Despite an ever-growing number of data sets that catalog and characterize interactions between microbes in different environments and conditions, many of these data are neither easily accessible nor intercompatible. These limitations present a major challenge to microbiome research by hindering the streamlined drawing of inferences across studies. Here, we propose guiding principles to make microbial interaction data more findable, accessible, interoperable, and reusable (FAIR). We outline specific use cases for interaction data that span the diverse space of microbiome research, and discuss the untapped potential for new insights that can be fulfilled through broader integration of microbial interaction data. These include, among others, the design of intercompatible synthetic communities for environmental, industrial, or medical applications, and the inference of novel interactions from disparate studies. Lastly, we envision potential trajectories for the deployment of FAIR microbial interaction data based on existing resources, reporting standards, and current momentum within the community.
The enormous progress in biotechnological and computational techniques over the last few decades has revolutionized our understanding of microbial communities. In particular, studies based on amplicon and metagenomic sequencing have further clarified the fact that microbiomes are not static entities, but dynamic ecosystems whose constituent members interact in myriad ways with each other and with their environments (16). These sequence-based approaches have catalyzed early efforts to map microbial interrelationships and represent an invaluable first step in identifying the organisms participating in these interactions. However, these approaches have largely been limited to inferring microbial associations (e.g., via co-occurrences) (7, 8). While these associations may partially reflect causal interactions between microbes, the full landscape of interdependencies is likely much richer and more nuanced in ways that we are just starting to grasp (913). Indeed, interactions may be defined and measured in many different ways (14, 15), for example, by evaluating direct contact between cells (16, 17), physical proximity (18, 19), the cost of producing exchanged metabolites (2022), and the type of chemical mediators involved (23, 24). These factors are crucial in determining the emergence and consequences of an interaction beyond its ecological classification (mutualism, competition, etc.), and can provide a more complete view of microbial ecosystem properties, which is helpful for building mathematical models of community dynamics.
Advances in metabolomics, transcriptomics, and high-throughput culturing platforms are beginning to produce a growing body of data on the mechanisms and environmental dependencies exhibited by microbial interactions (2528). While this wealth of information has the potential to enhance our knowledge of specific microbial interrelationships, it poses the new challenge of finding an appropriate framework to describe interactions in a way that efficiently encompasses their diversity and complexity (Fig. 1A) (2931).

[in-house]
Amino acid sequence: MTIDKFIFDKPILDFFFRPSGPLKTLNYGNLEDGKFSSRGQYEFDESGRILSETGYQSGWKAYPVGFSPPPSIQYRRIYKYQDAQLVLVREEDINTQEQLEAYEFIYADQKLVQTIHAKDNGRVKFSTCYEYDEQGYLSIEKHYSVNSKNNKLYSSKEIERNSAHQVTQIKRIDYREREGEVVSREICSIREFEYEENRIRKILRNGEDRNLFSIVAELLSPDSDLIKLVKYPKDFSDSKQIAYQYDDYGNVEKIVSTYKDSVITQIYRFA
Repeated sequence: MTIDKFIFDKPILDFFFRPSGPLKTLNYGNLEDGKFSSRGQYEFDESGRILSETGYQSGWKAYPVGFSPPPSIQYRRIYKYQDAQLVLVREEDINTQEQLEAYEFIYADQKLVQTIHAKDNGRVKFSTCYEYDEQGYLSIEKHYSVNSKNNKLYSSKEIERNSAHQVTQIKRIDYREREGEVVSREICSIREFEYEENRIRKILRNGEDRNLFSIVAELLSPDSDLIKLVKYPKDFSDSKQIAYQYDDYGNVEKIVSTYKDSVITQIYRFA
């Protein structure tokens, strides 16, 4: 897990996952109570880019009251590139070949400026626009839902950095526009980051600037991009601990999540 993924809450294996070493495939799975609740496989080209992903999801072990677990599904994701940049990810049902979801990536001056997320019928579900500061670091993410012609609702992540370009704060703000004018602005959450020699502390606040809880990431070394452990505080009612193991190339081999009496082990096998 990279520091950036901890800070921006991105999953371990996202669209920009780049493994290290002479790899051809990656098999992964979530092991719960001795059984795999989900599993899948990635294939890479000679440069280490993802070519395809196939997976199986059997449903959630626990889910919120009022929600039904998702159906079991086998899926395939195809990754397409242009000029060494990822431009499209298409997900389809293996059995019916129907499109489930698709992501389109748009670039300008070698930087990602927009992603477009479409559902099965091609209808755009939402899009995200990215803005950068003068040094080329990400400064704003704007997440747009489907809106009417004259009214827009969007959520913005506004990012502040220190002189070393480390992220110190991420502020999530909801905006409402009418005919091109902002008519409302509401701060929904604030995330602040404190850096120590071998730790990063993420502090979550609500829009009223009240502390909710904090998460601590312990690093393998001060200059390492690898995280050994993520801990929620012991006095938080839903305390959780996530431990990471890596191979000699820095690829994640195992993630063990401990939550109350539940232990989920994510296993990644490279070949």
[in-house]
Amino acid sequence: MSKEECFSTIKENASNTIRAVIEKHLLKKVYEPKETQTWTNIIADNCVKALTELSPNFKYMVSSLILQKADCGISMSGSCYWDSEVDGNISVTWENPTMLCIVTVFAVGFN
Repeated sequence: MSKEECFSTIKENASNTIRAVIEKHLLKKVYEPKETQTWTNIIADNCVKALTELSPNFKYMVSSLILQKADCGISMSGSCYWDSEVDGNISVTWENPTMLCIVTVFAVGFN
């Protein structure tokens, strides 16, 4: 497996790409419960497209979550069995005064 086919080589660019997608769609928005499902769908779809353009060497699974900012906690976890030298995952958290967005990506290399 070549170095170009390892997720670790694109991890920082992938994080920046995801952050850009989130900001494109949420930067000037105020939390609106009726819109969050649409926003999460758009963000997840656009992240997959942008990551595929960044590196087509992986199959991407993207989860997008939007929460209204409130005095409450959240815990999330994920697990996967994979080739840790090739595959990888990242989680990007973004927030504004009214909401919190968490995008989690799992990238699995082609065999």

FIG 1 Applying a FAIR system to the study of microbial interactions and correlations. (A–B) Studies that investigate microbial interactions gain relevant insights through the generation of multiple types of data and metadata (DTs). As representative examples of microbe–microbe interactions, we may consider fungi–bacteria or phage–bacteria cultivation experiments (DT1), correlations based on amplicon sequence or operational taxonomic unit counts (DT2), and flux balance models of genome-scale metabolic networks of two or more species (DT3). While specific databases (DT4 and Table 1) that compile these data sources exist, they lack a common reporting standard, which hinders downstream application and integration. (C) We envision a systematic approach for reporting microbial interactions following the principles of Findability, Accessibility, Interoperability, and Reusability (FAIR). (D) A FAIR representation of microbial interaction data, based on common identifiers for microorganisms and specific encodings of interactions and uncertainty, can enable new insights that bridge subdisciplines and generate predictions of new interaction networks. (E) Scientists spanning diverse areas of microbiome science can benefit from FAIR reporting of interactions. For example, a network scientist could identify common structures relying on a broader corpus of interactions, a modeler could more easily identify specific interactions to realistically simulate ecological dynamics, and an experimentalist could assess whether a novel interaction has been reported in other hosts or contexts. All these uses of the framework would lead not only to new scientific insights and more streamlined contribution to data collections, but also to growing interconnectedness within the diverse field of microbiome science.